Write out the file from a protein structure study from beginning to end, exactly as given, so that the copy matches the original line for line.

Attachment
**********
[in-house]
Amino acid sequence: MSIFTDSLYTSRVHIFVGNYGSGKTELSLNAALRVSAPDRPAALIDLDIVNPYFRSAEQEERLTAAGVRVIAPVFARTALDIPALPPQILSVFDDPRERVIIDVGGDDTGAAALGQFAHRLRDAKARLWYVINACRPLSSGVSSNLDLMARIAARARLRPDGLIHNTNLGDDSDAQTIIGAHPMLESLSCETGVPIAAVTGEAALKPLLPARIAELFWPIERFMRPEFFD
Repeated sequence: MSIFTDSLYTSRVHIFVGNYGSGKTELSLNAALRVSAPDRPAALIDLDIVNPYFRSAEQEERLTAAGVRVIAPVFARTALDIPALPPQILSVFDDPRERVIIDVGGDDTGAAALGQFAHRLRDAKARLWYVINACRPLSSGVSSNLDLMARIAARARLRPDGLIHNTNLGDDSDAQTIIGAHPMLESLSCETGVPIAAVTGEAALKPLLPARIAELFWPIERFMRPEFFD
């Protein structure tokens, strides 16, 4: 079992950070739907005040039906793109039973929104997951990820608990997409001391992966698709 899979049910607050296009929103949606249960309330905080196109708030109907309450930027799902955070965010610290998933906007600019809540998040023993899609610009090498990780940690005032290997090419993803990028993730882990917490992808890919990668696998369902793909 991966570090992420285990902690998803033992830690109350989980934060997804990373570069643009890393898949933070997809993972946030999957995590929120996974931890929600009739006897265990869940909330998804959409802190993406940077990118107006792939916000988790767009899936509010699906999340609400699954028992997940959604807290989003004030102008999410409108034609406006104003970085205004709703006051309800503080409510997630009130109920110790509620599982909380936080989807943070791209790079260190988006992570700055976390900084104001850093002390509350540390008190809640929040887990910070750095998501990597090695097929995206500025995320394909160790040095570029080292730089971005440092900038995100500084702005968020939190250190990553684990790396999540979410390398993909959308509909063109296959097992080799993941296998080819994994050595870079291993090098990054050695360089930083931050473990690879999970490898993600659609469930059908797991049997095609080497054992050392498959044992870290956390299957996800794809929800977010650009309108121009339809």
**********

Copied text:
[in-house]
Amino acid sequence: MSIFTDSLYTSRVHIFVGNYGSGKTELSLNAALRVSAPDRPAALIDLDIVNPYFRSAEQEERLTAAGVRVIAPVFARTALDIPALPPQILSVFDDPRERVIIDVGGDDTGAAALGQFAHRLRDAKARLWYVINACRPLSSGVSSNLDLMARIAARARLRPDGLIHNTNLGDDSDAQTIIGAHPMLESLSCETGVPIAAVTGEAALKPLLPARIAELFWPIERFMRPEFFD
Repeated sequence: MSIFTDSLYTSRVHIFVGNYGSGKTELSLNAALRVSAPDRPAALIDLDIVNPYFRSAEQEERLTAAGVRVIAPVFARTALDIPALPPQILSVFDDPRERVIIDVGGDDTGAAALGQFAHRLRDAKARLWYVINACRPLSSGVSSNLDLMARIAARARLRPDGLIHNTNLGDDSDAQTIIGAHPMLESLSCETGVPIAAVTGEAALKPLLPARIAELFWPIERFMRPEFFD
């Protein structure tokens, strides 16, 4: 079992950070739907005040039906793109039973929104997951990820608990997409001391992966698709 899979049910607050296009929103949606249960309330905080196109708030109907309450930027799902955070965010610290998933906007600019809540998040023993899609610009090498990780940690005032290997090419993803990028993730882990917490992808890919990668696998369902793909 991966570090992420285990902690998803033992830690109350989980934060997804990373570069643009890393898949933070997809993972946030999957995590929120996974931890929600009739006897265990869940909330998804959409802190993406940077990118107006792939916000988790767009899936509010699906999340609400699954028992997940959604807290989003004030102008999410409108034609406006104003970085205004709703006051309800503080409510997630009130109920110790509620599982909380936080989807943070791209790079260190988006992570700055976390900084104001850093002390509350540390008190809640929040887990910070750095998501990597090695097929995206500025995320394909160790040095570029080292730089971005440092900038995100500084702005968020939190250190990553684990790396999540979410390398993909959308509909063109296959097992080799993941296998080819994994050595870079291993090098990054050695360089930083931050473990690879999970490898993600659609469930059908797991049997095609080497054992050392498959044992870290956390299957996800794809929800977010650009309108121009339809």